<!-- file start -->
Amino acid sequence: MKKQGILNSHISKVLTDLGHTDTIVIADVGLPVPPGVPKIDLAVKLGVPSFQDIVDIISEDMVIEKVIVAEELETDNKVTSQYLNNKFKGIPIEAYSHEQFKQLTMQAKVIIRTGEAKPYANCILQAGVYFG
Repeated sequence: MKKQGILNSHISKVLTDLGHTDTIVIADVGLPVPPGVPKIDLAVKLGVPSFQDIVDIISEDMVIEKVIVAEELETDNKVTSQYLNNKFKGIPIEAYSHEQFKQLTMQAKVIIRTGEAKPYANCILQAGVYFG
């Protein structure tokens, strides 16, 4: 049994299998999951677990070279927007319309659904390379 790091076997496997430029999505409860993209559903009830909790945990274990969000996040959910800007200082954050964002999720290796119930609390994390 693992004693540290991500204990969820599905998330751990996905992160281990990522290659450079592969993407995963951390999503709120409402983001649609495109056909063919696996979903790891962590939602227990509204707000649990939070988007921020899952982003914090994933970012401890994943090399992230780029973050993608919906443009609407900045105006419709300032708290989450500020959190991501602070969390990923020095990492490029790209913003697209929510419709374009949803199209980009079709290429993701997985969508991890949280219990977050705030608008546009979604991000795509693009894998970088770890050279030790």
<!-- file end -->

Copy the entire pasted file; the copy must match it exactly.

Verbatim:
Amino acid sequence: MKKQGILNSHISKVLTDLGHTDTIVIADVGLPVPPGVPKIDLAVKLGVPSFQDIVDIISEDMVIEKVIVAEELETDNKVTSQYLNNKFKGIPIEAYSHEQFKQLTMQAKVIIRTGEAKPYANCILQAGVYFG
Repeated sequence: MKKQGILNSHISKVLTDLGHTDTIVIADVGLPVPPGVPKIDLAVKLGVPSFQDIVDIISEDMVIEKVIVAEELETDNKVTSQYLNNKFKGIPIEAYSHEQFKQLTMQAKVIIRTGEAKPYANCILQAGVYFG
């Protein structure tokens, strides 16, 4: 049994299998999951677990070279927007319309659904390379 790091076997496997430029999505409860993209559903009830909790945990274990969000996040959910800007200082954050964002999720290796119930609390994390 693992004693540290991500204990969820599905998330751990996905992160281990990522290659450079592969993407995963951390999503709120409402983001649609495109056909063919696996979903790891962590939602227990509204707000649990939070988007921020899952982003914090994933970012401890994943090399992230780029973050993608919906443009609407900045105006419709300032708290989450500020959190991501602070969390990923020095990492490029790209913003697209929510419709374009949803199209980009079709290429993701997985969508991890949280219990977050705030608008546009979604991000795509693009894998970088770890050279030790």